Is that what you're referring to? >> In any aspect of it in either of the three sections of the bill, is there any enforcement mechanism? >> No. >> Not a question Mr. President. >> I yield. >> Senator you have to follow up. Perhaps you can explain to me if in fact a man goes into a woman's bathroom, what is the crime that has been committed under this Bill? >> Under existing law it would be a second degree trespass, unless there're other circumstances, like they were going in there to clean it. >> Another question, Mr. President? >> Senator Newton do you yield? >> I do. >> Under the existing state law, it is an offense for a male to go into a female's bathroom. >> It's been held as such in Case law in the state. >> [One final questions Mr president. >> Senator Newton do you yield? >> I do. >> Does the local government have the power to override a state law without being given specific consent by the state to do that? >> Senator Blue I really do appreciate that question. I think it begs examination by the public and this body, as to why it is that our Attorney General remains silent in enforcing the laws of this state. It is clear that an ordinance does not trump state law. >> Speak on the bill Mr. President. >> Senator Blue you have the floor to speak to bill. >> Mr. President, ladies and gentlemen of the senate. We are here three weeks before our regular session, and to be honest with you disrupting a very narrow window that many of us have to earn a living when this place is not in session. And we're here Here because I think that we've played on fears of the citizenry unjustly and unfairly. I heard of a wife, a daughter, five grand daughters, and rest assured there's nothing that I wouldn't do to protect them. Whether at school, in public places or anywhere else, against anybody who would harm them in any way at all. And when I first heard of this ordinance by the city of Charlotte, I started examining it on the same basis that Senator Newton, but I asked Senator Newton these questions. And concluded that if were serious about really protecting kids from bathrooms, then we'd make it serious offenses for males to be in women's bathrooms. This bill does nothing to do that. So we're using that That as a basis for this legislation and not doing anything to address the real issue. For the past several weeks and certainly more intentionally over the last week. I've tried to figure out what was going on in the drafting of this bill, a sense that seemed so urgent. So that we can have some inputs because if we generally have the fears about what the bill does from the standpoint of safety all of us ought to be involved in fixing it. Well, seemingly whatever ideas were didn't matter at all because they weren't solicited or listened to. And so it made me look at the voters aspects of this bill, in light of some of my fundamental believes. I believe in small government in may ways and the people right to govern themselves. And there are 800 plus thousand people in Charlotte over a million in Mecklenburg county. And I respect their ability to govern themselves as they should be able to and the voters in Charlotte whether they are afraid of those or anything else have the ability to put them out of office. Which is what they should do if they jeopardize the safety of the citizens but as the board points that, constantly concerned cuz I think that we're abandoning the fundamental value of limited government and shared government, in many ways in this bill. If we proclaim ourselves to be constitutionalist, then we start creating unconstitutional discrimination of any form then we are being hypocritical. So we sent local none discrimination policies at the local level pulls the wrath from under [UNKNOWN] of voters across the state that entrust us Close to 500 plus local government that are closer to them to decide that's how they want to proceed. Now, I agree with Senator Newton if the city of Charlotte had no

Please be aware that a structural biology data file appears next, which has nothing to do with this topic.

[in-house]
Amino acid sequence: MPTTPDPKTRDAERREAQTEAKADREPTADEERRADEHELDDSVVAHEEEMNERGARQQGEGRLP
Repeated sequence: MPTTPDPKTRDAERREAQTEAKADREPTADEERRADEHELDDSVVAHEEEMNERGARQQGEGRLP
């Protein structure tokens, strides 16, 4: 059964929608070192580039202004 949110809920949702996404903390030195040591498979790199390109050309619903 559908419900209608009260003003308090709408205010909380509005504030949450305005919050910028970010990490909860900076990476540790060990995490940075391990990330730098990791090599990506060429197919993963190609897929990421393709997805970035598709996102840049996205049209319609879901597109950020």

authority to do this. It would have taken 15 minutes to get a temporarily standing order, ten days we get a preliminary injunction and if they were so clear then a couple of weeks later they get a permanent injunction from this ordinates to ever going into effect without scaring the [UNKNOWN] out of the citizens of the state. And so I look at it in a broader sense because I think that the turning of our backs on North Carolinians or frightening them is not in their best interest. But I worry about the local government and the economic impact of this kind of legislation, because I was in Indiana last year at the height of that when the question got to be whether or not a state or a city was intentionally embracing some form of discrimination. And I saw the fall out where the people fully understood what they were trying to accomplish or not. I saw the fall out. And I'm frightened for that kind of fall out in North Carolina when you look at what 21st century companies start looking like. We are a state that celebrates intolerance and we will take some pride in perpetuating prejudice and repelling statutes all the time. Over 30, 40 year period, that these local governments have adopted whether it's relating to their local human relations commissions Is it relates to the Humans Relation Commission. And slowly getting your way in different forms of discrimination. And I think that as we debate this bill there are already 4500 companies that have already expressed their grave concern and very strong opposition. I think about things like that. This Bill essentially ties a moose around the necks of the citizen counties and it smothers their ability to govern in a way that their citizens think they ought to. If we think that something ought to be of prime, the state [INAUDIBLE] Job is. Our job is to make it a significant pram so that people who do are punished. So given the act that number one, it seems that quarter of the authorities are on this issue and there is a bend. They are irrelevant and unimportant. And given the fact that you've got a direct The say on the ability of people to govern themselves . That you got to roll back a 40 plus years of anti- discrimination activity. That we as democrats have determined that since we are unimportant to it . We don't have to be a part of it. And so we're not participating in this effort that you make to [INAUDIBLE] in the state.To take power from local governments,not just as it relates to discrimination ,but as it relates to their ability to do what say that we authorize them to do. And ultimately perhaps it would be best we started down the road to suspend their charters. Taking away their roles as extensions of us as county governments. And I think this is a far cry from the kind of legislation that [UNKNOWN] emergency treatment. Since we will be here in three weeks any how.[BLANK_AUDIO] Mr. President. >> Senator Apodaca/g what was - >> Senator Blue yield a question. >> Senator Blue do you yield? >> I do. >> Senator Blue do we need to take a recess so that your members can come back and do their constitutional duty? >> Their constitutional duty is to vote and participate By participation is allowed it has not been allowed in those process senator Apadoca so is up to you whether we take a recess. >>I say we move on Mr. President>>Do we have any further discussion or debate? [BLANK_AUDIO] Senator Burger for what purpose do you rise? >> To speak to the bill. >> Senator Burger you have the floor. >> Thank you Mr. president. I think it's interesting we are here today for two reasons primarily. One because the city of Charlotte decided that they were going to pass an ordinate that allows grown. Man to share bathrooms and locker facilities with girls and women that's one reason we are here today. The second reason we are here today is something pointed out by